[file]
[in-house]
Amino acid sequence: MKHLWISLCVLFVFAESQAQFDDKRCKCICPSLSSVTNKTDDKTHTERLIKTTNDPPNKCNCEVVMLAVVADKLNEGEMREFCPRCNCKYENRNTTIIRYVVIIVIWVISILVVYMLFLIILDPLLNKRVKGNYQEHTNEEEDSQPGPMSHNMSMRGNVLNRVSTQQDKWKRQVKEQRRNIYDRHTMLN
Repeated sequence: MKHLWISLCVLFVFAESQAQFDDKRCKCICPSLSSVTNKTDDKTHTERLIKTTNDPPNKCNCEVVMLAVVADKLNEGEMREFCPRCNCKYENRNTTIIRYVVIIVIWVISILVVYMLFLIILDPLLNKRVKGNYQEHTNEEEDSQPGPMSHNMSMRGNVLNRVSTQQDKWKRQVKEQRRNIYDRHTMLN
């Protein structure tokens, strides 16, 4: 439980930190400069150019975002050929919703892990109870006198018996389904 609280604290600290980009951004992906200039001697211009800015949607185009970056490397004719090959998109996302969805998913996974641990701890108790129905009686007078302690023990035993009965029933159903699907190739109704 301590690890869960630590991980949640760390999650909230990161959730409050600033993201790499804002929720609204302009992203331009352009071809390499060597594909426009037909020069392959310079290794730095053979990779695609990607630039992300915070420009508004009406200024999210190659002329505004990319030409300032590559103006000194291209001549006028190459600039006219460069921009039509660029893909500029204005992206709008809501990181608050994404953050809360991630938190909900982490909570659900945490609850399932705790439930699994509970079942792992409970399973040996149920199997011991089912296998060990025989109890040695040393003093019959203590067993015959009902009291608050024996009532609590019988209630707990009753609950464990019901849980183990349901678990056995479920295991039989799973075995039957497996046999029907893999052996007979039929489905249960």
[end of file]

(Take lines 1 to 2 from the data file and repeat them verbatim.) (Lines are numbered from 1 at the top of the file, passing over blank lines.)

[in-house]
Amino acid sequence: MKHLWISLCVLFVFAESQAQFDDKRCKCICPSLSSVTNKTDDKTHTERLIKTTNDPPNKCNCEVVMLAVVADKLNEGEMREFCPRCNCKYENRNTTIIRYVVIIVIWVISILVVYMLFLIILDPLLNKRVKGNYQEHTNEEEDSQPGPMSHNMSMRGNVLNRVSTQQDKWKRQVKEQRRNIYDRHTMLN